91 karmaJoined Jan 2019



I'm in a pretty similar situation (I'm a CS senior in the US and took a SWE job offer from a unicorn). If I had the choice, I would go into direct work. Ben Todd said the following earlier this year:

I’d typically prefer someone in [non-leadership] roles to an additional person donating $400,000–$4 million per year (again, with huge variance depending on fit).

To me, those numbers sound high enough to swamp the downsides of working on community building that you mentioned, if you'd like to choose whichever option is higher-impact. 

(I'm posting this as a comment because it's not as well-thought-out as the answers others have given.)


[...] you would have to argue that:

  1. There are longtermist organizations that are currently funding-constrained,
  2. Such that more funding would enable them to do more or better work,
  3. And this funding can't be met by existing large EA philanthropists.

It's not clear to me that any of these points are true.

It seems to me that those points might currently be true of Rethink Priorities. See these relevant paragraphs from this recent EA Forum post on their 2021 Impact and 2022 Strategy:

If better funded, we would be able to do more high-quality work and employ more talented researchers than we otherwise would.

Currently, our goal is to raise $5,435,000 by the end of 2022 [...]. However, we believe that if we were maximally ambitious and expanded as much as is feasible, we could effectively spend the funds if we raised up to $12,900,000 in 2022.

Not all of this is for their longtermist work, but it seems that they plan to spend at least 26% of additional funding on longtermism in 2022-2023 (if they succeed at raising at least  $5,435,000), and up to about 41% if they raise $12,900,000.

It seems that they aren't being funded as much as they'd like to be by large donors. In the comments of that post, RP's Director of Development said that there have been several instances in which major grantmakers gave them only 25%-50% of the amount of funding they requested. Also, Linch, on Facebook, asked EAs considering donating this year to donate to Rethink Priorities. So I think there's good evidence that all of those points you mentioned are currently true. 

That being said, great funding opportunities like this can disappear very quickly, if a major grantmaker changes their mind.


I would have counted it as a big company and not a startup in thinking about this post, but maybe that's not how the author intended it?

I thought Stripe would be in the reference class of startups (since it still raises money from VCs), until I read Michael Dickens's reply to this comment. I agree that it was a supremely bad example, though. The other companies I mentioned probably count?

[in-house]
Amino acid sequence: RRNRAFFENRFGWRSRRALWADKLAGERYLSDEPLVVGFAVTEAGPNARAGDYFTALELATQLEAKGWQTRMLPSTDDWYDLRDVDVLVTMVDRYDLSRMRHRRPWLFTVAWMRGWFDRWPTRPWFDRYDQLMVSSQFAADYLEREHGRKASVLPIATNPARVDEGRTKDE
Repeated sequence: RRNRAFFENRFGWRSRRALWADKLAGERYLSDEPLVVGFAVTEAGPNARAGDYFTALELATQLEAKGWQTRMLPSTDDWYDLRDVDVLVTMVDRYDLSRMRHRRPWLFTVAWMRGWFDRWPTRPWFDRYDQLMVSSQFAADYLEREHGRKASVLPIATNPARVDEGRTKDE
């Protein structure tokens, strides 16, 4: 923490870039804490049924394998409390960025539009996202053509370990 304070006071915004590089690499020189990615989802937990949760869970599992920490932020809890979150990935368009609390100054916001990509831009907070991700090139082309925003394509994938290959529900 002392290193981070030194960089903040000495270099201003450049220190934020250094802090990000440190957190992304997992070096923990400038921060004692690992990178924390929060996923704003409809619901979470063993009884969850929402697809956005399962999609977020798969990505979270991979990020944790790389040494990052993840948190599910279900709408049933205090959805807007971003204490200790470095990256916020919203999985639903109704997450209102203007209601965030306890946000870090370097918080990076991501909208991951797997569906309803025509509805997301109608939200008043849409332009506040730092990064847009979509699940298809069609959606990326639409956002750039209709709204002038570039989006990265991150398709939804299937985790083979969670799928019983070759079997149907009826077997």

There are also a lot of smaller/newer companies that pay about as much as Google/Meta that I didn't mention in my first comment. They're mostly unicorns (though not all of them are), but I think they might be a substantial fraction of the set of companies people actively trying to work at startups might end up in -- they're large compared to the average startup, but the average startup is less likely to have the necessary infrastructure to absorb more people or recruit in a predictable way, and/or might hire exclusively from its personal networks. 


Face value compensation at the top tech companies is generally much higher than what you would get at a startup. Have a look at https://levels.fyi

It's more complicated than that. Some top startups (e.g. Stripe, Airtable, Databricks, Scale AI, ByteDance, Benchling, and several others) pay at least as much or a lot more than e.g. Google/Meta. Some of those (Stripe, Airtable, Scale AI) seem to offer new grads close to $100k more than Google does on average in the first year (counting signing bonuses, and assuming the valuation of all of those companies doesn't change). Also, Levels.fyi's 2020 report showed that a lot of the top-paying companies were startups. 

But it is probably the case that startups with more room for growth pay much less.


FWIW my completely personal and highly speculative view is that EA orgs and EA leaders tend to talk too much about x-risk and not enough about s-risk, mostly because the former is more palatable, and is currently sufficient for advocating for s-risk relevant causes anyway. Or more concretely: It's pretty easy to imagine an asteroid hitting the planet, killing everyone, and eliminating the possibility of future humans. It's a lot wackier, more alienating and more bizarre to imagine an AI that not only destroys humanity, but permanently enslaves it in some kind of extended intergalactic torture chamber.

I’m pretty sure that risks of scenarios a lot broader and less specific than extended intergalactic torture chambers count as s-risks. S-risks are defined as merely “risks of astronomical suffering.” So the risk of having, for example, a sufficiently extremely large future with a small but nonzero density of suffering would count as an s-risk. See this post from Tobias Baumann for examples.